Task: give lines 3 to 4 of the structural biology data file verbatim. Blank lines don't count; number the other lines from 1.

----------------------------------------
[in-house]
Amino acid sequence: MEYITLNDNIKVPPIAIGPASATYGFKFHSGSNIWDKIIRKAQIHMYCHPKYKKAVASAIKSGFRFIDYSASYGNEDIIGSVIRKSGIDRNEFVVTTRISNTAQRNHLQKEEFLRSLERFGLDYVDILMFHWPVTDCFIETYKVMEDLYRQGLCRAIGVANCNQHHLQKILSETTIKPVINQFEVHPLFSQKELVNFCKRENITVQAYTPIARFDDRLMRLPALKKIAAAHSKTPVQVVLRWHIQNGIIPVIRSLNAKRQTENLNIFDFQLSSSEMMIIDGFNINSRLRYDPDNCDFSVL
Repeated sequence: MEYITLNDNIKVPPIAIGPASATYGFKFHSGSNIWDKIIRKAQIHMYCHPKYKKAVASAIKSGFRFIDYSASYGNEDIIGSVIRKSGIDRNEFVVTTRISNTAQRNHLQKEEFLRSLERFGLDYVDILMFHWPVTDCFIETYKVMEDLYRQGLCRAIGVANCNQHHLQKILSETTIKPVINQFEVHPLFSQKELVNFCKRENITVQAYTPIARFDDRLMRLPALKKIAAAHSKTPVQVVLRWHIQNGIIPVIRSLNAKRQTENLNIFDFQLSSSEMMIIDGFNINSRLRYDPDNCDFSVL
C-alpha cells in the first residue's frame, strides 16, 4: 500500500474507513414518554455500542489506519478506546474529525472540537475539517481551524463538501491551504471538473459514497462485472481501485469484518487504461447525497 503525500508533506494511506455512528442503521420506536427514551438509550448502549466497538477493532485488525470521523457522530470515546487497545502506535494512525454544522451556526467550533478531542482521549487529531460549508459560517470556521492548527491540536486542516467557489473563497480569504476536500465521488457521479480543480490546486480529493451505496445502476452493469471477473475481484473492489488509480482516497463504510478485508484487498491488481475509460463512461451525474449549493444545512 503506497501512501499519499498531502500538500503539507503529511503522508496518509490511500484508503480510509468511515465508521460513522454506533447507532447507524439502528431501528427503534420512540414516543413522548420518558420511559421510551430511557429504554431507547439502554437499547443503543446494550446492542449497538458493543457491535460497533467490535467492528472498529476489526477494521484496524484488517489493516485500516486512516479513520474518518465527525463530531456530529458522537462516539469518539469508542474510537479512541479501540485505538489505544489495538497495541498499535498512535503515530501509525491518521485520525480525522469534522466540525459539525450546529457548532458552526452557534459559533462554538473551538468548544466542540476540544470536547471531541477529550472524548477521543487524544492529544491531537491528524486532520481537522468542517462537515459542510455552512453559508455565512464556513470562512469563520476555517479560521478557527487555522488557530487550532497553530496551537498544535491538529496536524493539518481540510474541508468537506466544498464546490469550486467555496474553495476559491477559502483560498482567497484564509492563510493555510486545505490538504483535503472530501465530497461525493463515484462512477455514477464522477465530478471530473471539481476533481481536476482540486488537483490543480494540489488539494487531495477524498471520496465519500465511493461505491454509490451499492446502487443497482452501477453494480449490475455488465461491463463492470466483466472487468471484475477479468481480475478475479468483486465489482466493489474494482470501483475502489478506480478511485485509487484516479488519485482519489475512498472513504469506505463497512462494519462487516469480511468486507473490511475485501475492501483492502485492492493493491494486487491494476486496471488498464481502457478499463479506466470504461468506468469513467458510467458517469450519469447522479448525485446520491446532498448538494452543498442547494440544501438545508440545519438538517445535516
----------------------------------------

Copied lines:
Repeated sequence: MEYITLNDNIKVPPIAIGPASATYGFKFHSGSNIWDKIIRKAQIHMYCHPKYKKAVASAIKSGFRFIDYSASYGNEDIIGSVIRKSGIDRNEFVVTTRISNTAQRNHLQKEEFLRSLERFGLDYVDILMFHWPVTDCFIETYKVMEDLYRQGLCRAIGVANCNQHHLQKILSETTIKPVINQFEVHPLFSQKELVNFCKRENITVQAYTPIARFDDRLMRLPALKKIAAAHSKTPVQVVLRWHIQNGIIPVIRSLNAKRQTENLNIFDFQLSSSEMMIIDGFNINSRLRYDPDNCDFSVL
C-alpha cells in the first residue's frame, strides 16, 4: 500500500474507513414518554455500542489506519478506546474529525472540537475539517481551524463538501491551504471538473459514497462485472481501485469484518487504461447525497 503525500508533506494511506455512528442503521420506536427514551438509550448502549466497538477493532485488525470521523457522530470515546487497545502506535494512525454544522451556526467550533478531542482521549487529531460549508459560517470556521492548527491540536486542516467557489473563497480569504476536500465521488457521479480543480490546486480529493451505496445502476452493469471477473475481484473492489488509480482516497463504510478485508484487498491488481475509460463512461451525474449549493444545512 503506497501512501499519499498531502500538500503539507503529511503522508496518509490511500484508503480510509468511515465508521460513522454506533447507532447507524439502528431501528427503534420512540414516543413522548420518558420511559421510551430511557429504554431507547439502554437499547443503543446494550446492542449497538458493543457491535460497533467490535467492528472498529476489526477494521484496524484488517489493516485500516486512516479513520474518518465527525463530531456530529458522537462516539469518539469508542474510537479512541479501540485505538489505544489495538497495541498499535498512535503515530501509525491518521485520525480525522469534522466540525459539525450546529457548532458552526452557534459559533462554538473551538468548544466542540476540544470536547471531541477529550472524548477521543487524544492529544491531537491528524486532520481537522468542517462537515459542510455552512453559508455565512464556513470562512469563520476555517479560521478557527487555522488557530487550532497553530496551537498544535491538529496536524493539518481540510474541508468537506466544498464546490469550486467555496474553495476559491477559502483560498482567497484564509492563510493555510486545505490538504483535503472530501465530497461525493463515484462512477455514477464522477465530478471530473471539481476533481481536476482540486488537483490543480494540489488539494487531495477524498471520496465519500465511493461505491454509490451499492446502487443497482452501477453494480449490475455488465461491463463492470466483466472487468471484475477479468481480475478475479468483486465489482466493489474494482470501483475502489478506480478511485485509487484516479488519485482519489475512498472513504469506505463497512462494519462487516469480511468486507473490511475485501475492501483492502485492492493493491494486487491494476486496471488498464481502457478499463479506466470504461468506468469513467458510467458517469450519469447522479448525485446520491446532498448538494452543498442547494440544501438545508440545519438538517445535516